Insight Focus

  • Russia is normally self-sufficient in sugar.
  • But more than 95% of its beet seeds are imported.
  • Seed shortfalls could lead to stockouts, sugar imports.


Sugar Market Shrugs Off Russian Invasion

The sugar market hasn’t strengthened much since Russia’s invasion of Ukraine, making it an outlier.


Source: Refinitiv Eikon

This could be because both Russia and Ukraine are often self-sufficient in sugar; both are major beet growers.


But it’s not always been this way. Twenty years ago, Russian beet farming and processing was inefficient. Beet yields were a third of those in Western Europe, and losses during harvesting, transport and processing frequently exceeded 20% of the crop.


As a result, Russian sugar production rarely exceeded 2m tonnes, and with consumption close to 6m tonnes each year, the country was one of the largest sugar importers in the world.


Russia’s Beet Modernisation

To understand how Russia became self-sufficient, we need to go back to the last time it invaded Ukraine, in February 2014. The United States of America, European Union, Australia, Canada, and Japan all imposed sanctions on Russia, leading to a devaluation of the Ruble, which halved in six months, and high inflation.


Source: Refinitiv Eikon

In response, the Russian government turned inwards, aiming to increase self-sufficiency wherever possible. As well as building non-US Dollar denominated reserves and modernising its armed forces, this also meant accelerating investment in agriculture. We can see the effects of this investment in the beet sector.

Russian beet acreage has grown little in the last twenty years and is just above 1m hectares today.


But beet yields have risen from 20 tonnes/ha to 40 tonnes/ha. This is still below the 70-100 tonnes/ha farmers in Western Europe achieve, but the doubling in such a short space of time shows the investment in farm equipment and technology.


Losses from beet harvesting, transportation and processing have also fallen dramatically.


As a result, Russia typically produces 6m tonnes of sugar a year, so has been self-sufficient since 2016. It’s no longer a major sugar importer, so sugar prices haven’t responded severely to the invasion yet.


Not So Fast….

However, the last few years haven’t been typical. The last two beet harvests in 2020/21 and 2021/22 have been below average and Russia has run down sugar stocks.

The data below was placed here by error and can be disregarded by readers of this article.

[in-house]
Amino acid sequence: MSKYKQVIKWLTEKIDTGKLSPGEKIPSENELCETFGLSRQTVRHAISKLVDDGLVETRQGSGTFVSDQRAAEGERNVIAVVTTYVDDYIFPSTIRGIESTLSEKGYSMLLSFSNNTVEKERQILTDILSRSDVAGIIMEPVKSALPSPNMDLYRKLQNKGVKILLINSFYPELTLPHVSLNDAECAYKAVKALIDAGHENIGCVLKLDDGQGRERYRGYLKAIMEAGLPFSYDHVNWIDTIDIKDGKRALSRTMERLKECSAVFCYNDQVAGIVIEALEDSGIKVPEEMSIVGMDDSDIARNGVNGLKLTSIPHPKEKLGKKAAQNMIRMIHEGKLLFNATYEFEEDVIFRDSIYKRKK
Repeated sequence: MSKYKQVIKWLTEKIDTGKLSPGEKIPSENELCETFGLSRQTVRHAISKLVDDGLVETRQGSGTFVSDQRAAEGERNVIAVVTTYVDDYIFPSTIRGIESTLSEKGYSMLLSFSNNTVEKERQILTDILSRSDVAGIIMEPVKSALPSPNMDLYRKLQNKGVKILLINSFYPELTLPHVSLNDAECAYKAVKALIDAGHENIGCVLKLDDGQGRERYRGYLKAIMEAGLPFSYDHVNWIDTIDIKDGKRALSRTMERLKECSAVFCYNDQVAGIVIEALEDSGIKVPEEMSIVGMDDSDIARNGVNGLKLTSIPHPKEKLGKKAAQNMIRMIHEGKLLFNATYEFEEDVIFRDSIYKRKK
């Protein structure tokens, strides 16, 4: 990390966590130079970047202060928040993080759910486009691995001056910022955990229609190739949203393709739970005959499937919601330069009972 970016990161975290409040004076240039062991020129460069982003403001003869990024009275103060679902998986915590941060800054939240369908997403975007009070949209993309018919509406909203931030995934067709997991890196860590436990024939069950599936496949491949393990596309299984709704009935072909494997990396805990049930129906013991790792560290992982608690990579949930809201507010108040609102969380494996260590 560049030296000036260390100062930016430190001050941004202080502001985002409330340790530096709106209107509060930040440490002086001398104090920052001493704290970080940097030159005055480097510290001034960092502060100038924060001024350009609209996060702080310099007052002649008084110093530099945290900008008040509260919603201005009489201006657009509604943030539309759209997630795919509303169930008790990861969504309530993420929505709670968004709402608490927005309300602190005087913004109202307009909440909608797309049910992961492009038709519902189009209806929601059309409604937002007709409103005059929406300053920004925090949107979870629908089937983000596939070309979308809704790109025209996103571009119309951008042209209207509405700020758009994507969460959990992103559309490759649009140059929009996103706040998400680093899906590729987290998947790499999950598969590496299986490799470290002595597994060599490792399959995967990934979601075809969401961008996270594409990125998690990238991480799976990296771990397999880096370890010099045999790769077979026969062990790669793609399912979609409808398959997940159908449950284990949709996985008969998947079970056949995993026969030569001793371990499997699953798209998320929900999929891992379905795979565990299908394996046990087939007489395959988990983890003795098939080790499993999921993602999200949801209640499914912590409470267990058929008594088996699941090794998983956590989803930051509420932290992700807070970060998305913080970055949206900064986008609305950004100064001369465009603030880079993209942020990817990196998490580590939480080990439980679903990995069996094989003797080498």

In August 2022, we think stocks could fall to less than 10% of annual consumption. The government has imposed price controls and sought to import sugar. We examine the effect of the Russian invasion of Ukraine on sugar shipping here.

There’s one other flaw in Russia’s plan to become self-sufficient in sugar, though: it currently imports more than 95% of its beet seeds.


We believe that seeds for 2022 sowings have already been procured but securing modern coated beet seeds under the current sanctions regime for 2023 and beyond will be difficult. Could the Russian seed industry create their own varieties in time…?

Beyond this, it’s inevitable that costs will increase. Russian farmers will need to pay more for diesel, fertiliser, machinery, and spare parts. The Russian government is offering preferential loans at 5% interest to help, but the scale of the problem could be greater than the scale of the loans. This could threaten the viability of Russian beet farming in the medium term.

With this, we think there’s a risk Russia increasingly needs sugar imports to meet domestic consumption. If the government continues to fix sugar prices at low levels, localised shortages are possible.

Other Insights That May Be of Interest…

Market View: Why Isn’t the Sugar Market Stronger? 

Fertiliser Importers Caught in Russia-Ukraine Crossfire 

Ukraine & Grains: Who is Most at Risk? 

Russia & Ukraine Grain Flows Likely to Be Disrupted into H2’22 

Explainers That May Be of Interest…

The Russian Sugar Industry

Stephen Geldart

Stephen joined CZ in 2008 and leads the Analysis Team, who provide leading-edge coverage of the sugar, ethanol, ingredients and packaging markets primarily on, CZ’s online portal. CZ’s analysis team also provide price risk management services for sugar producers, refiners and consumers, and regularly undertakes strategic consultancy work for energy majors, banks, and agricultural businesses. Before joining CZ, Stephen began his career in the oil refining industry. He holds an MSci in Chemistry from Imperial College London.

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